The London-based Forensic Architecture, a research agency that uses architectural thinking and modeling skills to investigate crimes and disasters, has been shortlisted for one of the art world’s most prestigious prizes. Forensic Architecture joins artists Naeem Mohaiemen, Charlotte Prodger, and Luke Willis Thompson in the running for the Tate Britain’s 2018 Turner Prize. Started in 1984, the Turner Prize is open to any British artist, whether that artist (or group) is living abroad or is simply working in the country. While the tradition of nominating artists under 50 was amended last year to allow those over that number, all of this year’s shortlisted entrants happen to be younger than 50. The Turner Prize is designed to stimulate the creation and discussion of new art by emerging artists, and past winners have often gone on to successful careers in the art world, including Damien Hurst (1995), director Steve McQueen (1999), and Anish Kapoor (1991). Winners also receive approximately $35,000 in prize money, while the runners-up are given approximately $7,000. Forensic Architecture, founded in 2010 and based out of southeast London’s Goldsmiths, University of London, includes a multidisciplinary team of scientists, journalists, architects, software developers and artists. Blurring the line between architecture, investigative reporting and art, the group has uncovered evidence of human rights abuses and extrajudicial killings all over the world. Using social media and eyewitness accounts, the group is recreating the Grenfell Tower fire timeline; has contradicted the official account given by a German undercover officer who claimed to have not witnessed a nearby murder in an internet café; and uncovered the U.S. bombing of an active mosque in Syria. These investigations have been turned into exhibitions shown all over the world, and the Turner Prize nomination is for their recent shows in London, Mexico City, and Barcelona. Nominee Naeem Mohaiemen’s varied, research-led work examines the transitionary period for left politics following World War II, and has been shown in solo exhibitions around the world, including MoMA PS1. His nomination follows his participation in the currently ongoing Documenta 14. Charlotte Prodger, a video and mixed-media artist, has been nominated for her solo show examining the autobiographical intermingling between humans and technology at the Bergen Kunsthall in Bergen, Norway. At 30 years old, Luke Willis Thompson is the youngest of this year’s nominees. His work examines the histories and traumas of class, race and social injustice. This year’s jury includes Oliver Basciano, critic and International Editor at ArtReview; Elena Filipovic, Director of the Kunsthalle Basel; Lisa LeFeuvre, Head of Sculpture Studies at the Henry Moore Institute; and Tom McCarthy, novelist and writer. The winner of this year’s Turner Prize will be announced in December 2018.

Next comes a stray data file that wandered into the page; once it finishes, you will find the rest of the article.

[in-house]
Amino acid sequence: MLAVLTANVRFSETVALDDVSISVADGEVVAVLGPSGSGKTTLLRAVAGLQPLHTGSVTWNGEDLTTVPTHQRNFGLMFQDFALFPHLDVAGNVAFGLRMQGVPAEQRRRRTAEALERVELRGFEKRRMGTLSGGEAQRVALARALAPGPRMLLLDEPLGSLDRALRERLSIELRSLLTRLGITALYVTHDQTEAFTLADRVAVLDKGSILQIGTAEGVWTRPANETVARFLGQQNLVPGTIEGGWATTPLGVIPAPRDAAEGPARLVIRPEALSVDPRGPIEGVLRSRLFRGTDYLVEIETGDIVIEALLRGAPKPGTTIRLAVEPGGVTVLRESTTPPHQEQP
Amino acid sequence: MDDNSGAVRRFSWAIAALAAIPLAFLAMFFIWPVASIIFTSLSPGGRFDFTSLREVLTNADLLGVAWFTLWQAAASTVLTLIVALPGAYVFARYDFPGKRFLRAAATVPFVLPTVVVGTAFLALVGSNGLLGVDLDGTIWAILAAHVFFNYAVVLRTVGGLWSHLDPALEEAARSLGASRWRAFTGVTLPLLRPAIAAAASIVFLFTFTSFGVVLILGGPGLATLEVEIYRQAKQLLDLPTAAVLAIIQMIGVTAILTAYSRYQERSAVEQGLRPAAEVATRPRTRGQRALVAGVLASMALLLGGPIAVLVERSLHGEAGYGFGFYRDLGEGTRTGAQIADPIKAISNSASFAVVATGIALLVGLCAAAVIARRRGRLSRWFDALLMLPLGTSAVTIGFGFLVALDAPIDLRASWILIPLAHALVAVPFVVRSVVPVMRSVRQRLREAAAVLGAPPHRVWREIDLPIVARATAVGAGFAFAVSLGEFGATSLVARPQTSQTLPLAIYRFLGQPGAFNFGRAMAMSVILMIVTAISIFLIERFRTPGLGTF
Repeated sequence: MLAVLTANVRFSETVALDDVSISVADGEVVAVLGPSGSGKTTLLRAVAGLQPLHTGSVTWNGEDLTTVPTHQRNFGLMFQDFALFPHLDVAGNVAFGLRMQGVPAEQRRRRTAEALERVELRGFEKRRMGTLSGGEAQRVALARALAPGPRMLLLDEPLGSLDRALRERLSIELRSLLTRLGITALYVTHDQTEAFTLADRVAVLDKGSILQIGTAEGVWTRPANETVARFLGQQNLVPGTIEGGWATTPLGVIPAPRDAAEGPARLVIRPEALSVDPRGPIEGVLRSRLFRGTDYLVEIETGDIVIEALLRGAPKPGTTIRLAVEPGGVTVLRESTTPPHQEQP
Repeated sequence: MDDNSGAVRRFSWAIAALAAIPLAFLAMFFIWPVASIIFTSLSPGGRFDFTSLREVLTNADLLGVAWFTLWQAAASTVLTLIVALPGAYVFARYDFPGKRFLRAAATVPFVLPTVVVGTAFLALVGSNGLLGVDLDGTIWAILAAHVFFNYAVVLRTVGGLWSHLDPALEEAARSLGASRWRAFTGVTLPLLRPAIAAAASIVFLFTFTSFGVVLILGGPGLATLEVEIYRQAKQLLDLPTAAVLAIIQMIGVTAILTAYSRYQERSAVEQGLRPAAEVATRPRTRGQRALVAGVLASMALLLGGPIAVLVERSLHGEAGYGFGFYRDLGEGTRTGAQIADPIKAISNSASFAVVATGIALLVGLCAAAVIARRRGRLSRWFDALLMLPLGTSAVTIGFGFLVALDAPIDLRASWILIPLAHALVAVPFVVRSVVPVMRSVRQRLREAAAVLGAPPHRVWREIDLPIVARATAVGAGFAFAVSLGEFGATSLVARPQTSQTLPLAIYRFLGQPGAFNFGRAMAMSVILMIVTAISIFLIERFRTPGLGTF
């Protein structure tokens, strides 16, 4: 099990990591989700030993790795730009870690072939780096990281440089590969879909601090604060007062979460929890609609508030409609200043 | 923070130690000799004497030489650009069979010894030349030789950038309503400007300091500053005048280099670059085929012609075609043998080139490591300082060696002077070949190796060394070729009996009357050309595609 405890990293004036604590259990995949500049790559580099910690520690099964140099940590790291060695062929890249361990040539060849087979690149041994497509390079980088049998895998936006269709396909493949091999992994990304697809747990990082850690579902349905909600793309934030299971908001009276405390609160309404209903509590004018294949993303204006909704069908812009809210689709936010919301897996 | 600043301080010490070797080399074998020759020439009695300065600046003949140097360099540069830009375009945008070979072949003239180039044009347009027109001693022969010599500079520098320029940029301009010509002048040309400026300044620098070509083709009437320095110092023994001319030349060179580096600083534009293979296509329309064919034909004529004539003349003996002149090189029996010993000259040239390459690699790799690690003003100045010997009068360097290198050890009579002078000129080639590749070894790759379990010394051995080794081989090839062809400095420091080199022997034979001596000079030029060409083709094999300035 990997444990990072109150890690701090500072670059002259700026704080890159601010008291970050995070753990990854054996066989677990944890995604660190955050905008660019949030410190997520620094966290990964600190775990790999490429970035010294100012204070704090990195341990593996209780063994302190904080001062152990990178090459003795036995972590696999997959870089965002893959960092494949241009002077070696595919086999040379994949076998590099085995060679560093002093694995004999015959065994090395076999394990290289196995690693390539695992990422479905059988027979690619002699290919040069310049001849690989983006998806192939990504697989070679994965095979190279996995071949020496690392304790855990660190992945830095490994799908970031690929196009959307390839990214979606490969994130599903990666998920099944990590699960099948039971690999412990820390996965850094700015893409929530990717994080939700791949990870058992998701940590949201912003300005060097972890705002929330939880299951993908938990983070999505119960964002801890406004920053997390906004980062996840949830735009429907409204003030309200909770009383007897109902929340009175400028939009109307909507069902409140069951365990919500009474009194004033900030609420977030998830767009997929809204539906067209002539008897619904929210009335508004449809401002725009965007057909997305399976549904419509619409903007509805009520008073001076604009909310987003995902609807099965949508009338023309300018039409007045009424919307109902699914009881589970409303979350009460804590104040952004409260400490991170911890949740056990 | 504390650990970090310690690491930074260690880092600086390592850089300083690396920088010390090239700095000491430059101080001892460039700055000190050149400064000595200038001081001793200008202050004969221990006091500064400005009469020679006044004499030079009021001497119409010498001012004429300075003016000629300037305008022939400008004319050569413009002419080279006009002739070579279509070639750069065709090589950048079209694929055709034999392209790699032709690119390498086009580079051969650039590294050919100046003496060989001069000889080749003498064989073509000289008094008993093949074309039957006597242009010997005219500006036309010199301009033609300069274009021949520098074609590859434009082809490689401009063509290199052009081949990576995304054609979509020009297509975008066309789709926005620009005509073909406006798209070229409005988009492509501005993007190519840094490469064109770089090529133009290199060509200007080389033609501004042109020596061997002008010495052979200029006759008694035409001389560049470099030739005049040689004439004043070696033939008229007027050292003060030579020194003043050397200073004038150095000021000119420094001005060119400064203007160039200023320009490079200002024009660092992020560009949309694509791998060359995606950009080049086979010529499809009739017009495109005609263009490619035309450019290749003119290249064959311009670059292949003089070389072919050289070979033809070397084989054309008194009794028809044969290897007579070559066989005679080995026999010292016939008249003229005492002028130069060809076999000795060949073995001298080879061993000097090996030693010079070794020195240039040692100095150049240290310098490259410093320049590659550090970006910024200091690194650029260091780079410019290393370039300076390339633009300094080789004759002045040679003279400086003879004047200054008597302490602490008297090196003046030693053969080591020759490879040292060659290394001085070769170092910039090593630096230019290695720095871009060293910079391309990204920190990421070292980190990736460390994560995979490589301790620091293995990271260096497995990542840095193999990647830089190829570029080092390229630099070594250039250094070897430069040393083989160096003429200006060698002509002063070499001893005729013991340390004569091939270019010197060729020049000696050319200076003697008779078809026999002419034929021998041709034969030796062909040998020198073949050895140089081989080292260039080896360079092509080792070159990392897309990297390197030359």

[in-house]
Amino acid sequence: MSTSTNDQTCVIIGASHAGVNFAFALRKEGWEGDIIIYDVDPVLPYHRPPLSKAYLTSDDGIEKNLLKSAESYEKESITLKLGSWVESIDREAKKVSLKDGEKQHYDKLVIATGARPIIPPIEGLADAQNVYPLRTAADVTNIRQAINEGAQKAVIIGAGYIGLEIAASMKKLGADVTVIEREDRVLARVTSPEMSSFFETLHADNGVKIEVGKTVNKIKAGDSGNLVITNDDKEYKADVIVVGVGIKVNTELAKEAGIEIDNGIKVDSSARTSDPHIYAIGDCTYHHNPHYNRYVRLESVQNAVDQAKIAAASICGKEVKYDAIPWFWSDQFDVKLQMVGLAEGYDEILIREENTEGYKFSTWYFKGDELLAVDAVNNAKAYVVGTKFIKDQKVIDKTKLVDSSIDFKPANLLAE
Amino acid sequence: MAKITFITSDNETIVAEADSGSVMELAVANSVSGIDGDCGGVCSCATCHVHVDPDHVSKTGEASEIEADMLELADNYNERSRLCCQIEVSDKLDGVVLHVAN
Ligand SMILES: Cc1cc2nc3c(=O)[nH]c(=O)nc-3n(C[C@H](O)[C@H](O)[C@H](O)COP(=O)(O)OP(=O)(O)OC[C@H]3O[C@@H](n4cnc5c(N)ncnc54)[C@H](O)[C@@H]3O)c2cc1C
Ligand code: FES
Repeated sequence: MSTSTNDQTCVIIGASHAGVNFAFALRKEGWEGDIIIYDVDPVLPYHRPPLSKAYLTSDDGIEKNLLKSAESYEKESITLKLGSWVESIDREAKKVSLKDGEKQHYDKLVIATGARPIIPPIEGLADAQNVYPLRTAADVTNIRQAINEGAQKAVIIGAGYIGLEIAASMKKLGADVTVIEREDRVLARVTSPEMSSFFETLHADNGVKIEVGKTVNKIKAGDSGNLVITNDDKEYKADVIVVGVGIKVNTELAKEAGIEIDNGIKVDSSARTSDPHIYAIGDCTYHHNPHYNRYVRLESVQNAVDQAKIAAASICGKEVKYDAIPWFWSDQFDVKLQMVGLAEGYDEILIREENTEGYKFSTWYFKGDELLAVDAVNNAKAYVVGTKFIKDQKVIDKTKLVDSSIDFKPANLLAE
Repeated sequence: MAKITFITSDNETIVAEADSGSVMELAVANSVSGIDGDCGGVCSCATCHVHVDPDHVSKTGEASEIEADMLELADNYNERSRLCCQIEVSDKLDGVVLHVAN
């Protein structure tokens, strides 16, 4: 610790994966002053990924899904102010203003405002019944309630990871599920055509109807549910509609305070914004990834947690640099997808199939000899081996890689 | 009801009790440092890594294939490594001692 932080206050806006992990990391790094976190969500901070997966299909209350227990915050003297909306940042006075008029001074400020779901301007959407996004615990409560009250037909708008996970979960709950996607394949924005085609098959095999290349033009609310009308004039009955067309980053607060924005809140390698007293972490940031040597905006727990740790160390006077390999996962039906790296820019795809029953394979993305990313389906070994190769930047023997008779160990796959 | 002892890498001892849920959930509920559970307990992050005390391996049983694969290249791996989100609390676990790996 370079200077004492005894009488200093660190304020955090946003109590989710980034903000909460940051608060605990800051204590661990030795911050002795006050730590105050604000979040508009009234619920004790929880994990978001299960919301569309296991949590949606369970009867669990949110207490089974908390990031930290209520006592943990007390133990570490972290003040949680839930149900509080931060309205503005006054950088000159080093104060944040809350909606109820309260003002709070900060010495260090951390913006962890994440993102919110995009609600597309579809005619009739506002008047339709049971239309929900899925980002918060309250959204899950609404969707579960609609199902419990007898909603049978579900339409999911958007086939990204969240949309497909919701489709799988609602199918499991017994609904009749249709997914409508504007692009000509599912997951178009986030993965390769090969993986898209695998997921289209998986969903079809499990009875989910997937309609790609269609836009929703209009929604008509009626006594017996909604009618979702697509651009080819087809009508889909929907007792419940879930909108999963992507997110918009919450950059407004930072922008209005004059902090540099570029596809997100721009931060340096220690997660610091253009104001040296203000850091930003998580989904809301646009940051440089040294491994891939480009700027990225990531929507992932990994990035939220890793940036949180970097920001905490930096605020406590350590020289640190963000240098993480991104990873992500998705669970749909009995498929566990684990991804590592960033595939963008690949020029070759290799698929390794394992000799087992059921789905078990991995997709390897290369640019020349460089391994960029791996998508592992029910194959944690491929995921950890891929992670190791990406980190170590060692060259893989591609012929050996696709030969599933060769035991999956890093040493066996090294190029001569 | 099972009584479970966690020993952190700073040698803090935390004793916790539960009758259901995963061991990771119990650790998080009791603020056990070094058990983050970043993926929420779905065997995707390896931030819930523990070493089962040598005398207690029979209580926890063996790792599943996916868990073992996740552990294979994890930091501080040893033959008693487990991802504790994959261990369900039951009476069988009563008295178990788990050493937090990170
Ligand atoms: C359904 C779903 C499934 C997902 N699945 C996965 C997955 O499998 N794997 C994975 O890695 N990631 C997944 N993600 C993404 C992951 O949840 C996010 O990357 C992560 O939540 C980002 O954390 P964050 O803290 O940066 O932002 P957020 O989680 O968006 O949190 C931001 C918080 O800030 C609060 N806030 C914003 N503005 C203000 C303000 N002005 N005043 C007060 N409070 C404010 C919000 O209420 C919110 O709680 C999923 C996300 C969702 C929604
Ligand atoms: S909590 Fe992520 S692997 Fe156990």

An architectural research agency devoted to the innovative investigations of catastrophes and violence has just launched an inquiry into the Grenfell Tower fire, a June 2017 blaze that engulfed a West London social housing complex and killed 71 people and injured 70 more. Forensic Architecture put out a call on Twitter today, asking witnesses to send in videos of the conflagration to kick off a "a long-term and open-ended" inquiry into the incident. Experts contend that the fire was hastened by the facade's cladding and highly flammable polystyrene insulation. Forensic Architecture, directed by architect Eyal Weizman, is a collaboration between architects, computer specialists, journalists, filmmakers, scientists, and others, is based at Goldsmiths, University of London. Far from a mere video content farm, the group uses its resources to illuminate the inner workings of conflict situations, often taking amateur footage as a basis for their analysis. Its findings are deployed in courts and human rights reports, among other fora. Forensic Architecture took to Twitter to encourage witnesses to send in their movies of the event:
Grenfell Tower, a 24-story Brutalist building in North Kensington, was designed by Clifford Wearden and Associates and completed in the 1970s. Forensic Architecture is compiling the videos, determining the orientation of the (usually) smartphone-wielding videographer, and projecting them onto a 3-D model of the building. Would-be contributors can submit their footage, anonymously or not, here. The news comes on the heels of an announcement that London's Adjaye Associates, along with five other firms, have been selected to share ideas for the future of Lancaster West Estate, the municipal housing complex that hosted Grenfell Tower. If an architect is selected and everything goes according to plan, work on the project is slated to begin in 2019.
Today we are launching a long-term and open-ended project on the #Grenfell Tower fire. Support the project, learn more, and share with us your video footage at https://t.co/WFzcUA5gRZ pic.twitter.com/av3uBZsYAZ— ForensicArchitecture (@ForensicArchi) March 21, 2018